By the President of the United States of America
This week, as we commemorate the ratification of our Bill of Rights on December 15, 1791, we not only give thanks for our Nation's enduring legacy of liberty under law but also celebrate its role in promoting human rights around the world.
Our Bill of Rights guarantees, among other basic liberties, freedom of religion, speech, and the press. It affirms the right of the people to keep and bear arms; ensures that no person shall be deprived of life, liberty, or property without due process of law; and guarantees the right of citizens to be secure against unreasonable searches and seizure of their persons, houses, papers, and effects. The Bill of Rights also establishes fundamental rules of fairness in our Nation's judicial system, including the right to trial by jury, assistance of counsel, and freedom from cruel and unusual punishment. Finally, the Bill of Rights reserves to the States respectively, or to the people, those powers that are not delegated to the Federal Government by the Constitution.
Seventeen additional amendments have been added to our Constitution over the past 200 years, but the Bill of Rights has remained a shining symbol of our liberty -- a standard against which we measure the legitimacy of American laws and institutions.
Over time, the Bill of Rights has proved to be a cornerstone as well: today we recognize that great document as the foundation of more recent charters of liberty, including the Universal Declaration of Human Rights, which was adopted by the General Assembly of the United Nations on December 10, 1948. Recognizing that respect for "the inherent dignity and . . . the equal and inalienable rights of all members of the human family is the foundation of freedom, justice, and peace in the world," signers of the Declaration affirmed that "everyone has the right to life, liberty, and the security of person." Signers likewise stated that "all are equal before the law and are entitled without any discrimination to equal protection of the law." They agreed to respect freedom of thought, conscience, and religion for all, without regard to race, nationality, gender, or belief, and declared that "everyone has the right to take part in the government of his country, directly or through freely chosen representatives." These principles were affirmed again in 1975, when the United States, Canada, and 33 European nations joined together in signing the Helsinki Final Act of the Conference on Security and Cooperation in Europe.
While we have made great progress toward the goals set forth at Helsinki and reaffirmed at subsequent CSCE meetings in Copenhagen, Geneva, and Moscow, we know that there is still much work to do in promoting the peaceful resolution of conflicts, the establishment of stable, democratic institutions of government, and universal compliance with international human rights agreements. When he proposed a Bill of Rights to our Constitution in 1789, James Madison sagely noted that such a document would strengthen democracy by preventing a tyranny of the majority, in which the will of a larger number of citizens might be levelled against the rights of the few. The resurgence of ethnic violence and bitter nationalist rivalries has underscored the urgency of protecting the rights of minorities. As it has done consistently in the past, the United States calls on all signatories to the Helsinki Final Act and the Universal Declaration of Human Rights to fulfill their solemn commitment to protect the rights of individuals, without regard to race, nationality, or creed.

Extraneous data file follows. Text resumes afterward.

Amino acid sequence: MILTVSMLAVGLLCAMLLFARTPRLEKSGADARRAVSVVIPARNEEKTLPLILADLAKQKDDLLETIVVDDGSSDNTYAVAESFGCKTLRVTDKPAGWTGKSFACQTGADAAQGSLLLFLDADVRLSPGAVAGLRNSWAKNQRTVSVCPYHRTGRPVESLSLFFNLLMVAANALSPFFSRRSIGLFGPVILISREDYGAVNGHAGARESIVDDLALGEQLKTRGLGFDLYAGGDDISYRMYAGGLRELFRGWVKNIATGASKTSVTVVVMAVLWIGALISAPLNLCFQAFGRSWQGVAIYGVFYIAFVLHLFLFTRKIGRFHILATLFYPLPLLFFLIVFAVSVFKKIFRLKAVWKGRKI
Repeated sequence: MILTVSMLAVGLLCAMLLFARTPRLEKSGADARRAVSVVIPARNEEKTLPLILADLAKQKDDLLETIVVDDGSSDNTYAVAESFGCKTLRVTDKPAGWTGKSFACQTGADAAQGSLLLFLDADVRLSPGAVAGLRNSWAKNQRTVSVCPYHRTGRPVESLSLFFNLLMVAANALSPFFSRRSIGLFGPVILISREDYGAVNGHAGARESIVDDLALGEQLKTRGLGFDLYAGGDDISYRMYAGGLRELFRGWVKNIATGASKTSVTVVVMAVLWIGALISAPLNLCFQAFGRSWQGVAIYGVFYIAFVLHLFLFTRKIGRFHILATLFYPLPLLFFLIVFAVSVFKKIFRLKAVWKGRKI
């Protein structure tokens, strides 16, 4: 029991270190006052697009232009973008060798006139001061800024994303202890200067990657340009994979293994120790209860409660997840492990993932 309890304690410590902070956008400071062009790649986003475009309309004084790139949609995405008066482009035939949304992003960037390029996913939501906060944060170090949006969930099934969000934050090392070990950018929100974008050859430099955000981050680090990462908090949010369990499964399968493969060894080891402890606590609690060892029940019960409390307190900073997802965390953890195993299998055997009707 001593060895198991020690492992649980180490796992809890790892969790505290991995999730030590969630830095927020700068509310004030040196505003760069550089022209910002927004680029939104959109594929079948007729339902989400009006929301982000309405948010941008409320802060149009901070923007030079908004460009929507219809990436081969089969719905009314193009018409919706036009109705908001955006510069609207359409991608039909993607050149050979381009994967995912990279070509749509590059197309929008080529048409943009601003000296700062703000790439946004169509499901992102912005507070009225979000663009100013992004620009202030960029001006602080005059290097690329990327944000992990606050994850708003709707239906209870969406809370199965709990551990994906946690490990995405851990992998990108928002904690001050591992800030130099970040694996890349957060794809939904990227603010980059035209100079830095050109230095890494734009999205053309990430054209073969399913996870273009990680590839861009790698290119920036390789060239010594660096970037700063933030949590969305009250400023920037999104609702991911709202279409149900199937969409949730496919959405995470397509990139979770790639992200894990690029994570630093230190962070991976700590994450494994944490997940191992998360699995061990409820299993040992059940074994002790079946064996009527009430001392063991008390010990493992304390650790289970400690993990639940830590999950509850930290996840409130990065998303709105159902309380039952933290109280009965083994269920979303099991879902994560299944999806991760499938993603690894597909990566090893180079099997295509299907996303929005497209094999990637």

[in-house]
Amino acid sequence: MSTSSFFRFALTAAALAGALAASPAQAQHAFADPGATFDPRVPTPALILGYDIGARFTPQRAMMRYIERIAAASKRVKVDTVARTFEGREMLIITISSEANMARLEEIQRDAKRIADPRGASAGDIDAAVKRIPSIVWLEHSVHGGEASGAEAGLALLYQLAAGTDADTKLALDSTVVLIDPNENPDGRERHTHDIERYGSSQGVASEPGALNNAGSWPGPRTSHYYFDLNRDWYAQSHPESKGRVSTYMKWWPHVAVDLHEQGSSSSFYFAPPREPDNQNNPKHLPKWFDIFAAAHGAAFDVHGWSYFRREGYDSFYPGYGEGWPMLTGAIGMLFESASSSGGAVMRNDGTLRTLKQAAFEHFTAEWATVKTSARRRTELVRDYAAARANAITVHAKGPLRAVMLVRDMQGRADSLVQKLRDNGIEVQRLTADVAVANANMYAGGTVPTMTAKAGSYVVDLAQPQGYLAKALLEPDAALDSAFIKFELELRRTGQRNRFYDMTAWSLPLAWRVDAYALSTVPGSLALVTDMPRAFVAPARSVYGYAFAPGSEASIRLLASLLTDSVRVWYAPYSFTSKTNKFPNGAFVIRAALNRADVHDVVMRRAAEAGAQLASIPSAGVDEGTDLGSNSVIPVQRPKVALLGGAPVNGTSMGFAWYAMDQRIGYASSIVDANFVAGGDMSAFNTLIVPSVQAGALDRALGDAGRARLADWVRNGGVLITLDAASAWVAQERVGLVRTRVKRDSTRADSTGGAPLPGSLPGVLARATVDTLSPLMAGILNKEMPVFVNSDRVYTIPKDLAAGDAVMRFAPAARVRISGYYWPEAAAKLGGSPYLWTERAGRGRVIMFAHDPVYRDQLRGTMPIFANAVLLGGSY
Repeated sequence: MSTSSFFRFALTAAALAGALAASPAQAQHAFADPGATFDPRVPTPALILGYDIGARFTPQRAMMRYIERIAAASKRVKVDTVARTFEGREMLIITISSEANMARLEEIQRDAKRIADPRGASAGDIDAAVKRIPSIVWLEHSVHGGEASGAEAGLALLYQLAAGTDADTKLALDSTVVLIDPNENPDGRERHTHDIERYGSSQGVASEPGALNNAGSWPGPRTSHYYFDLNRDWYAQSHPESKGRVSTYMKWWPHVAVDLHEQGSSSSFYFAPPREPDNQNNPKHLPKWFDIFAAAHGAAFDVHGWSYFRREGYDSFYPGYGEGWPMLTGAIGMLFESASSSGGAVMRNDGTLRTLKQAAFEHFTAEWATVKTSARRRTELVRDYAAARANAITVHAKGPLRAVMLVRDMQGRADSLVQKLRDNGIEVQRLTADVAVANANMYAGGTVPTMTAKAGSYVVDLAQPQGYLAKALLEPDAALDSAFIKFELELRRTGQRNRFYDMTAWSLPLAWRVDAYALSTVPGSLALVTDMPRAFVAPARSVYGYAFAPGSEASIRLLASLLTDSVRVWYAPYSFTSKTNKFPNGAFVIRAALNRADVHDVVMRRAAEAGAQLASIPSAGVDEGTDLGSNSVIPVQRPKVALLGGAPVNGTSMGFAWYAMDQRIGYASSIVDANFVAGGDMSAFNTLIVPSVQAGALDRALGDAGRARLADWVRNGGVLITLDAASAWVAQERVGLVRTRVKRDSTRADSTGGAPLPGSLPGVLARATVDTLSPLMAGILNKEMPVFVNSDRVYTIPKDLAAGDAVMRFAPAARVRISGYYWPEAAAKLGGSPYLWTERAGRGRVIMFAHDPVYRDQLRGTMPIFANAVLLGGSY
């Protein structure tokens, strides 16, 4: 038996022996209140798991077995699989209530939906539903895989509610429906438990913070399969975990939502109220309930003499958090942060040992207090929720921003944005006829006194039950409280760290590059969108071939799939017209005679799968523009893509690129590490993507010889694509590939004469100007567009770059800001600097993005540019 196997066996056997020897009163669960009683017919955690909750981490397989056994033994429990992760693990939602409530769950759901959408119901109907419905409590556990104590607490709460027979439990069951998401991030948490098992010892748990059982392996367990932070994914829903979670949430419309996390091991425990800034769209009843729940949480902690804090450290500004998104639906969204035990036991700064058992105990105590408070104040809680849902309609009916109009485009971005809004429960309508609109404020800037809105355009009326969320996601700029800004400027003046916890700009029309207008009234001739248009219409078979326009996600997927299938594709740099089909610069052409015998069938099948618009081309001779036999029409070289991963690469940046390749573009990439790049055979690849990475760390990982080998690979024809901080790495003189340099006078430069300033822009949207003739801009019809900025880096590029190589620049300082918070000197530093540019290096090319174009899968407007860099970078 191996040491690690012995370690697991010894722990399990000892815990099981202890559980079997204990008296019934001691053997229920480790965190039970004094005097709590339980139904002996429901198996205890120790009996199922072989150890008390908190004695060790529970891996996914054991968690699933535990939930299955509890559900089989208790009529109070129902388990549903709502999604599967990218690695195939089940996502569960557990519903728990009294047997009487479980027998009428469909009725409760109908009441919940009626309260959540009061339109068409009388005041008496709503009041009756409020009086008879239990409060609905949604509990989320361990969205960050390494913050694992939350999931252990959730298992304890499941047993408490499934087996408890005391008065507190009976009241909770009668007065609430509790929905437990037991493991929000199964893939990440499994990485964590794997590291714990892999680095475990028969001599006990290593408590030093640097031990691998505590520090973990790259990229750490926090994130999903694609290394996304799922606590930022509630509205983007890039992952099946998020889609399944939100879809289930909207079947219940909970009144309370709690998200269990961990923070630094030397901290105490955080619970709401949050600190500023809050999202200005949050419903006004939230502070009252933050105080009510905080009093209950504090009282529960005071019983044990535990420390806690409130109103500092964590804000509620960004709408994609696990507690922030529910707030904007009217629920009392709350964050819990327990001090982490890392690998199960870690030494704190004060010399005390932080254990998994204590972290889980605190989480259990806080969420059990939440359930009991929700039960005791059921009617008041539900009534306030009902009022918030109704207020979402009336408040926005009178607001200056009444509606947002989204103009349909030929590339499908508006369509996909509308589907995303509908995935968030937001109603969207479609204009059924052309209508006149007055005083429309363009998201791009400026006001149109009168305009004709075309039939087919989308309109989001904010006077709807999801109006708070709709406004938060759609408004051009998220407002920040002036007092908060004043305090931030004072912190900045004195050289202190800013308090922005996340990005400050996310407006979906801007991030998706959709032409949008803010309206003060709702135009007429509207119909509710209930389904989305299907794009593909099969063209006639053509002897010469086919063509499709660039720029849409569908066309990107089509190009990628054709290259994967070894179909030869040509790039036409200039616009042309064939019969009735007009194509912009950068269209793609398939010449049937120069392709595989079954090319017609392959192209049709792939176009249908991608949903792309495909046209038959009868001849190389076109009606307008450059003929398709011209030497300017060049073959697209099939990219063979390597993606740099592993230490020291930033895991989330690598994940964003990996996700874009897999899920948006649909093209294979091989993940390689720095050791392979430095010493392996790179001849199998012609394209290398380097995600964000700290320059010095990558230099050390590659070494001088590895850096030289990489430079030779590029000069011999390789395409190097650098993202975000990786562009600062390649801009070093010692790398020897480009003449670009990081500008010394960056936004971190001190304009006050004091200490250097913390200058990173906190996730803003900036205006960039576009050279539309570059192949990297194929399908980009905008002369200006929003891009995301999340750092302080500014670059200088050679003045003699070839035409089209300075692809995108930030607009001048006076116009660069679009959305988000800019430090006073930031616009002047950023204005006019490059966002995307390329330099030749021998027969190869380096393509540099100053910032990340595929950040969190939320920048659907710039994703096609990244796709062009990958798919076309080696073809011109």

Recognizing that egregious human rights violations continue not only in regions encompassed within the CSCE but also in other regions of the world, the United States also denounces any attempts to dilute or distort human rights agreements through the claim of particular socioeconomic circumstances or religious and cultural traditions. Having fought so long for recognition of an international human rights standard, one rooted in fundamental standards of morality and justice, we will not condone that consensus being undermined by those who claim that their particular economic, social, or political contexts relieve them of their obligation to protect the rights of individuals. The upcoming World Conference on Human Rights, which is to be held in June 1993, will provide the United States with another opportunity to reaffirm the universality of human rights and the common duty of all governments to uphold them.
Now, Therefore, I, George Bush, President of the United States of America, by virtue of the authority vested in me by the Constitution and laws of the United States, do hereby proclaim December 10, 1992, as Human Rights Day and December 15, 1992, as Bill of Rights Day, and call on all Americans to observe the week beginning December 10, 1992, as Human Rights Week. I urge all Americans to observe this week with appropriate ceremonies and activities.
In Witness Whereof, I have hereunto set my hand this eighth day of December, in the year of our Lord nineteen hundred and ninety-two, and of the Independence of the United States of America the two hundred and seventeenth.